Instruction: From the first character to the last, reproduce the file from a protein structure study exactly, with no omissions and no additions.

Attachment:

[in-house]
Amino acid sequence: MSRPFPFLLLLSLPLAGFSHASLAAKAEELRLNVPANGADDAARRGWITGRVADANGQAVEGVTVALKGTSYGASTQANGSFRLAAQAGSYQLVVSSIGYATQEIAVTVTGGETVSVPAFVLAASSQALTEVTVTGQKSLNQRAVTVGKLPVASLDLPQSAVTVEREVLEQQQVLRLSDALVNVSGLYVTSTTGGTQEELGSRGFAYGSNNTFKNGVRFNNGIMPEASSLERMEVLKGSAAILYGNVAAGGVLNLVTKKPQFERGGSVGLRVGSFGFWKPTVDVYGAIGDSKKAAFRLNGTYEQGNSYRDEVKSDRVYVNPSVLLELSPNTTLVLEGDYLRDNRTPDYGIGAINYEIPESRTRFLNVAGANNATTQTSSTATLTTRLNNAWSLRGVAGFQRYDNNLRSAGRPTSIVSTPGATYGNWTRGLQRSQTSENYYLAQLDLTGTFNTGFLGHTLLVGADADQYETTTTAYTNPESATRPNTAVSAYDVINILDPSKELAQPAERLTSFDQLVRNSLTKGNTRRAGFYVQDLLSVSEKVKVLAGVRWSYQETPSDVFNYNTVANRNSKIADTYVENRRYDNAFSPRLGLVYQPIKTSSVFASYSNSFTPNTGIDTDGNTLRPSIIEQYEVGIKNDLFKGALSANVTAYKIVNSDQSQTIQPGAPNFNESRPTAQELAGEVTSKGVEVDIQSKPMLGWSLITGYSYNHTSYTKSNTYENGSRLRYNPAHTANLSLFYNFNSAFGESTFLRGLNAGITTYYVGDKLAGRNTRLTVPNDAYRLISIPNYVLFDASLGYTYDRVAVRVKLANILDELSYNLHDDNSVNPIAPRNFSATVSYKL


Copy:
[in-house]
Amino acid sequence: MSRPFPFLLLLSLPLAGFSHASLAAKAEELRLNVPANGADDAARRGWITGRVADANGQAVEGVTVALKGTSYGASTQANGSFRLAAQAGSYQLVVSSIGYATQEIAVTVTGGETVSVPAFVLAASSQALTEVTVTGQKSLNQRAVTVGKLPVASLDLPQSAVTVEREVLEQQQVLRLSDALVNVSGLYVTSTTGGTQEELGSRGFAYGSNNTFKNGVRFNNGIMPEASSLERMEVLKGSAAILYGNVAAGGVLNLVTKKPQFERGGSVGLRVGSFGFWKPTVDVYGAIGDSKKAAFRLNGTYEQGNSYRDEVKSDRVYVNPSVLLELSPNTTLVLEGDYLRDNRTPDYGIGAINYEIPESRTRFLNVAGANNATTQTSSTATLTTRLNNAWSLRGVAGFQRYDNNLRSAGRPTSIVSTPGATYGNWTRGLQRSQTSENYYLAQLDLTGTFNTGFLGHTLLVGADADQYETTTTAYTNPESATRPNTAVSAYDVINILDPSKELAQPAERLTSFDQLVRNSLTKGNTRRAGFYVQDLLSVSEKVKVLAGVRWSYQETPSDVFNYNTVANRNSKIADTYVENRRYDNAFSPRLGLVYQPIKTSSVFASYSNSFTPNTGIDTDGNTLRPSIIEQYEVGIKNDLFKGALSANVTAYKIVNSDQSQTIQPGAPNFNESRPTAQELAGEVTSKGVEVDIQSKPMLGWSLITGYSYNHTSYTKSNTYENGSRLRYNPAHTANLSLFYNFNSAFGESTFLRGLNAGITTYYVGDKLAGRNTRLTVPNDAYRLISIPNYVLFDASLGYTYDRVAVRVKLANILDELSYNLHDDNSVNPIAPRNFSATVSYKL